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Poetry Reading: Bejan Matur: How Abraham Abandoned Me

Wed, April 2, 2014 7:00 pm at Alwan for the Arts

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Bejan Matur
HOW ABRAHAM ABANDONED ME


Translated by Ruth Christie with Selçuk Berilgen

Free and open to the public

(Suggested contributions $5)


Bejan Matur reads from her newest collection of poetry, How Abraham Abandoned Me. This collection covers the broad vision of mankind's history with a story of an individual journey, in the course of which the poet explores the cosmic and the microcosm, the immensities of Time and Space, of becoming and Being. The poems came during a pilgrimage in south-eastern Anatolia. Matur has created a personalised iconography based on Islamic references and imagery, presenting complex ideas with a simplicity of expression that is perfectly mirrored in Ruth Christie's translation.


Bejan Matur was born of an Alevi Kurdish family on 14 September 1968 in the ancient Hittite city of Maraş in southeast Turkey. Her first school was in her own village; later she attended the long-established Lycée in the region’s most important cultural centre Gaziantep. These years were spent living with her sisters far from their parents. She studied Law at Ankara University, but has never practised. In her university years, she was published in several literary periodicals. Reviewers found her poetry “dark and mystic”. The shamanist poetry with its pagan perceptions, belonging to the past rather than the present, of her birthplace and the nature and life of her village, attracted much attention.

Her first book, Rüzgar Dolu Konaklar, published in 1996, unrelated to the contemporary mainstream of Turkish poets and poetry, won several literary prizes. Her second book, Tanrý Görmesin Harflerimi (1999) was warmly greeted. Two further books appeared at the same time in 2002, Ayýn Büyüttüðü Oðullar and Onun Çölünde, continuing the distinctive language and world of imagery special to herself and her poetry. In 2004, a selection of her poems was published by Arc Publications in England under the title In The Temple of a Patient God; the same book was published in German and French by PHI in Luxembourg in 2006 as Winddurchu-wehte Herren-hauser. How Abraham Abandoned Me (Arc Publications, April 2012) is a PBS Spring Recommended Translation.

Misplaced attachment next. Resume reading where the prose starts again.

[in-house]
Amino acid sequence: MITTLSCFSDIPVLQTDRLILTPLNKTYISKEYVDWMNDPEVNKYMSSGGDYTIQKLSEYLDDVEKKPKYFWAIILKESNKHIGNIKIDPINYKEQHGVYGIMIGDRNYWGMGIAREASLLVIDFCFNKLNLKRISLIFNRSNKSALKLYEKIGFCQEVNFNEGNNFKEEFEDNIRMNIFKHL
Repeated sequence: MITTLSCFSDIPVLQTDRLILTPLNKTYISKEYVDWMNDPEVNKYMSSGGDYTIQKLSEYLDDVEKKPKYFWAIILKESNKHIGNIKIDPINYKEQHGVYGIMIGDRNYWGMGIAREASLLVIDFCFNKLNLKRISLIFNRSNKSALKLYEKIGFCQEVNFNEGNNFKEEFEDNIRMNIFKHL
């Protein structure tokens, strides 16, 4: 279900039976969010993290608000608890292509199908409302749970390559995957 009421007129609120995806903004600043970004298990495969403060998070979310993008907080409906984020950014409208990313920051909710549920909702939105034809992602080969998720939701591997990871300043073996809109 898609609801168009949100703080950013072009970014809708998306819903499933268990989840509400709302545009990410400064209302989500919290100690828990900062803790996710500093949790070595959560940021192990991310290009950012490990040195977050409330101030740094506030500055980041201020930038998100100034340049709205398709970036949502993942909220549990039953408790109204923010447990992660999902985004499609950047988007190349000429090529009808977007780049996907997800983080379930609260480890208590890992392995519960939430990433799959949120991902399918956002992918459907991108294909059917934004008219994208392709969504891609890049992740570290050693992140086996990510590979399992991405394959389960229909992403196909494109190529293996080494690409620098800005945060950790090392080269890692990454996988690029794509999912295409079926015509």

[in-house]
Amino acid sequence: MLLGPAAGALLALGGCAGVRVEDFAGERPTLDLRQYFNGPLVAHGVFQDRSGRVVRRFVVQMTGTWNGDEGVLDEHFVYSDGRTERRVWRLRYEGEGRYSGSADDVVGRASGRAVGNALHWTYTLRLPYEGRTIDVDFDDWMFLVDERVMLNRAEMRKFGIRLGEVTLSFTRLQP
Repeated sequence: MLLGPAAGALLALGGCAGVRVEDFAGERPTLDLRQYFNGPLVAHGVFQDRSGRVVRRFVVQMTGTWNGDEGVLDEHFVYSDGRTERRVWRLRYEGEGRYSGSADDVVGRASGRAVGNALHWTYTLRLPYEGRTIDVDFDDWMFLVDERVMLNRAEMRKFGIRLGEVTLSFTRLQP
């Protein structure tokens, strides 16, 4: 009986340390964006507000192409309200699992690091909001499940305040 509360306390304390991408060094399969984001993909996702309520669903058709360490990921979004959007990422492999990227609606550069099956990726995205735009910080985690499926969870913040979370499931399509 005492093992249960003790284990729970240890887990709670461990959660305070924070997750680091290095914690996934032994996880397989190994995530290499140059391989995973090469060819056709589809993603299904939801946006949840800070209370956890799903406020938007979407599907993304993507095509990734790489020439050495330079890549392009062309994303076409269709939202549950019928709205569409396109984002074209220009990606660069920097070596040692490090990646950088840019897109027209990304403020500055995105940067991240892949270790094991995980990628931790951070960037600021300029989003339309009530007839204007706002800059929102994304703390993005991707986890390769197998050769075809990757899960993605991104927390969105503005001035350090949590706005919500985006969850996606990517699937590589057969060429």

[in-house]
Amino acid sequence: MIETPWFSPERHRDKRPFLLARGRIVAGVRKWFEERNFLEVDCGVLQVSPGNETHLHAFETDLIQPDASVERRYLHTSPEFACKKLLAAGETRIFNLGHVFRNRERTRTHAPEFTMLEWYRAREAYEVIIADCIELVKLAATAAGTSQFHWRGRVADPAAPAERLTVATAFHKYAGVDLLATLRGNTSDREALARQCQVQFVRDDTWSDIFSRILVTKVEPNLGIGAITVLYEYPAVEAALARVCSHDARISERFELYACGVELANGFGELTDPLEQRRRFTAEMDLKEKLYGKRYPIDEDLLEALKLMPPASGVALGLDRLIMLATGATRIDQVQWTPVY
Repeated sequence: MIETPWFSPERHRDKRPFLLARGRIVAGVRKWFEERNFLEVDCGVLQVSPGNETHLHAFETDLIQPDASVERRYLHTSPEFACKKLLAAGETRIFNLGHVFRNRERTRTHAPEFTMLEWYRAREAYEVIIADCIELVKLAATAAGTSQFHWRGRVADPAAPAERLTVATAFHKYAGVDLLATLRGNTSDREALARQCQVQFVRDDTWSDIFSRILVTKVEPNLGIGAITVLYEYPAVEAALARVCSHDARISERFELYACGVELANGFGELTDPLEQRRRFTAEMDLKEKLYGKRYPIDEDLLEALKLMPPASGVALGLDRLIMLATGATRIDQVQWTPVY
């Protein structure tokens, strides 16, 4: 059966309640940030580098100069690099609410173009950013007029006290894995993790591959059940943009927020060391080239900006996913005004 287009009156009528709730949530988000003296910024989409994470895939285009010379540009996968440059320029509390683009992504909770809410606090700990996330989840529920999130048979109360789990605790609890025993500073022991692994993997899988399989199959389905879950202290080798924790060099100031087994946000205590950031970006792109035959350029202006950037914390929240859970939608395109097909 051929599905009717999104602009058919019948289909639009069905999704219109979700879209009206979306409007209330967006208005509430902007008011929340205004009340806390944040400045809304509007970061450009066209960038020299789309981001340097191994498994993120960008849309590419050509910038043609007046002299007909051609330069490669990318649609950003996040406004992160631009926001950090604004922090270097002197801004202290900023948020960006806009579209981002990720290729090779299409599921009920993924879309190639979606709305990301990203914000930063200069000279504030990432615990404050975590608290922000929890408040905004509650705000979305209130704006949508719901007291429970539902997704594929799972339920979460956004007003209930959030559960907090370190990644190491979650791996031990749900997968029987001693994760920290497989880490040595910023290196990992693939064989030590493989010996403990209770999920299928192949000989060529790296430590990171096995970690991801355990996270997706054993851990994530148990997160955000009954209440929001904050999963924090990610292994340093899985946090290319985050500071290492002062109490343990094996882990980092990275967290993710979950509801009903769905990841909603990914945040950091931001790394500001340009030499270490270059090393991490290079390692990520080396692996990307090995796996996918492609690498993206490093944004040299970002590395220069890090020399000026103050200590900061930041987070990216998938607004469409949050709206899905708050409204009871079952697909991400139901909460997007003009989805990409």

Bejan is the founder of Diyabakir Culture and Art Foundation, which was established in 2008. Currently, she devotes all her time to writing poetry, and occasionally contributes to an internet journal and newspapers. She believes there is no frontier between poetry and life and travels the world like a long-term desert nomad. She stops by Istanbul, a city she sometimes lives in.


About the translators

Ruth Christie was born and educated in Scotland, and after graduating from the University of St. Andrews taught English for two years in Turkey, later studying Turkish language and literature at London University. For several years she taught English literature to American undergraduates resident in London. With Saliha Paker she translated a Turkish novel by Latife Tekin (Marion Boyars, 1993) and, in collaboration with Richard McKane, a selection of the poems of Oktay Rifat (Rockingham Press, 1993), and a major collection of Nâzim Hikmet’s poetry, again with Richard McKane, was published by Anvil Press in 2002. In 2004, In the Temple of a Patient God, her translations from the Turkish of Bejan Matur, was published by Arc in its ‘Visible Poets’ series.

Recent translations include a major collection Poems of Oktay Rifat with Richard McKane (Anvil Press, 2007), which was shortlisted for the 2011 Popescu poetry prize. In 2008, in collaboration with Selçuk Berilgen, a translation of Selçuk Altun’s novel Songs My Mother Never Taught Me was published by Telegram.

Selçuk Berilgen was born in Canada to Turkish parents. He was educated in Turkey and holds a BSc in Mechanical Engineering from Middle East Technical University, Ankara. Following graduation, he moved to Toronto, then to New York and, since 1994, has lived in London. He has worked extensively as a translator and interpreter for various organisations and, since 2003, as a group therapist for torture survivors. He holds an MA in Working with Groups from the Tavistock Institute, London.

His translations include Feyyaz Kayacan’s Shelter Stories (Rockingham, 2007) and Songs My Mother Never Taught Me by Selçuk Altun (Telegram, 2008), both with Ruth Christie; he has also collaborated with Christie on Bejan Matur’s book of poems and photographs Sea of Fate (Timas, 2010) and her poem ‘Infinity’s Watchman’ published in Reflections on Islamic Art (Qatar Museum, 2011).

REVIEWS


"How Abraham Abandoned Me is an astonishing book. On the one hand, it takes the iconography of Islam, the One-Thousand-and-one-Nights, personal narrative, the tussles with religious doubt and the struggle of the Kurdish people, throws them up in the air and, from the resulting poetic pick-up-sticks creates a compelling, surging poetry." ...

Ian Pople, Manchester Review, November 2012

"Bejan Matur writers like a prophet from the Old Testament, which, considering her title, is perhaps to be expected. Her subject matter mingles the actors in the narrative of the "peoples of the book" - thus invoking both God and Allah - with a more personal narrative that is only gradually filtered into a creation story involving darkness, rock and dragons by way of personal pronouns rather than emerging characters." ...

Warwick Review, December 2012, Ian Revie

Last updated: 2014-01-14 00:59:27

How Abraham Abandoned Me
How Abraham Abandoned Me
Bejan Matur
Bejan Matur

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